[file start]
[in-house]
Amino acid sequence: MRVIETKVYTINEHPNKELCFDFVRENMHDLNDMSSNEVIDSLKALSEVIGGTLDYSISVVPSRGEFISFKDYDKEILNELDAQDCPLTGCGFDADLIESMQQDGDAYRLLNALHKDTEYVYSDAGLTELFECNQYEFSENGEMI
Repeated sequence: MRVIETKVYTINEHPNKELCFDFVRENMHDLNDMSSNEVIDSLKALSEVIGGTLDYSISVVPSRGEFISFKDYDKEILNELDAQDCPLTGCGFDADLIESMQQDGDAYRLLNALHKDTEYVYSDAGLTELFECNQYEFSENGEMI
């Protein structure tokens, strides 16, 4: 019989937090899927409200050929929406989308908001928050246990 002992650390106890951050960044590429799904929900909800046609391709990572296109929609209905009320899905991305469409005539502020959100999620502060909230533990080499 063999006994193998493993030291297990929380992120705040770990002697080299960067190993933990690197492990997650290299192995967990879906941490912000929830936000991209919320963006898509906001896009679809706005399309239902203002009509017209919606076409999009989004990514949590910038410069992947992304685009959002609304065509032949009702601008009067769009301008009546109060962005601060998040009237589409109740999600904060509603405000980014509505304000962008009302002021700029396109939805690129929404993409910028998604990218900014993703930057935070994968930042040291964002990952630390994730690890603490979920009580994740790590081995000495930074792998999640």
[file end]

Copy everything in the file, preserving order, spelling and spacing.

[in-house]
Amino acid sequence: MRVIETKVYTINEHPNKELCFDFVRENMHDLNDMSSNEVIDSLKALSEVIGGTLDYSISVVPSRGEFISFKDYDKEILNELDAQDCPLTGCGFDADLIESMQQDGDAYRLLNALHKDTEYVYSDAGLTELFECNQYEFSENGEMI
Repeated sequence: MRVIETKVYTINEHPNKELCFDFVRENMHDLNDMSSNEVIDSLKALSEVIGGTLDYSISVVPSRGEFISFKDYDKEILNELDAQDCPLTGCGFDADLIESMQQDGDAYRLLNALHKDTEYVYSDAGLTELFECNQYEFSENGEMI
């Protein structure tokens, strides 16, 4: 019989937090899927409200050929929406989308908001928050246990 002992650390106890951050960044590429799904929900909800046609391709990572296109929609209905009320899905991305469409005539502020959100999620502060909230533990080499 063999006994193998493993030291297990929380992120705040770990002697080299960067190993933990690197492990997650290299192995967990879906941490912000929830936000991209919320963006898509906001896009679809706005399309239902203002009509017209919606076409999009989004990514949590910038410069992947992304685009959002609304065509032949009702601008009067769009301008009546109060962005601060998040009237589409109740999600904060509603405000980014509505304000962008009302002021700029396109939805690129929404993409910028998604990218900014993703930057935070994968930042040291964002990952630390994730690890603490979920009580994740790590081995000495930074792998999640």